What do you get from a piece of marketing communication in which you attempt to simultaneously speak to dual audiences? A whole lot of confused customers.
On a recent business trip I stayed at the Westin in Virginia Beach. Beautiful hotel. Accommodating staff. Comfortable room. Fantastic location. A four star experience.
As a marketing professional, I take note of things. I’m quick to see any special features or out-of-the-ordinary pieces of communication. It didn’t take long.
I was pleasantly surprised to see a two-headed shower as I entered the bathroom. The stainless steel was still shimmering. Was this a new feature in select rooms? Perhaps Westin’s brand managers are in the middle of a test and I’m a case study! Love the thought of that.
It wasn’t until I jumped in the shower and turned on the water that I noticed a fun little message eye level above the cold / hot water handle. How fantastic! A message directly from Westin’s marketing staff. I couldn’t wait to read it.
In case you can’t read it, the sign says:
Restore our world
One of your Heavenly Shower heads has been turned off in an effort to minimize water usage and protect one of our most precious natural resources.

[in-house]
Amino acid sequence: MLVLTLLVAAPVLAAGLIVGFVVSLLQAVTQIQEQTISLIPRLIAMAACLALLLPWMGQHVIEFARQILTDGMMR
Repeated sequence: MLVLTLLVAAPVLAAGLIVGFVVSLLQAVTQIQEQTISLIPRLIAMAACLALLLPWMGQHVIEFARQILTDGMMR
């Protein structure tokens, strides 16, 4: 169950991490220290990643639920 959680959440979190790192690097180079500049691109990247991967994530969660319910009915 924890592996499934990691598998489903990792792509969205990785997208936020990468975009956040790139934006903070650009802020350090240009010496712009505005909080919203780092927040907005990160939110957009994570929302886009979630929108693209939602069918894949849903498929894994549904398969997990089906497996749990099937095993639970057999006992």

To experience the most out of your Heavenly Shower, you can turn the second shower head on by pushing the small button behind the lower head.
See what I mean? Confused. Totally confused.
This is what happens when you try to please everyone. I’m impressed from their attempt but confused by the messaging. When I read this I was simultaneously encouraged and guilted, anticipating and dreading, affirmed and denied.
The message this sends is if I use the Heavenly Shower head I will have a luxurious enough experience to wash away all the guilt of my wastefulness.
The lesson? Pick a stance and stick to it or you’ll alienate both audiences. And nobody wants that.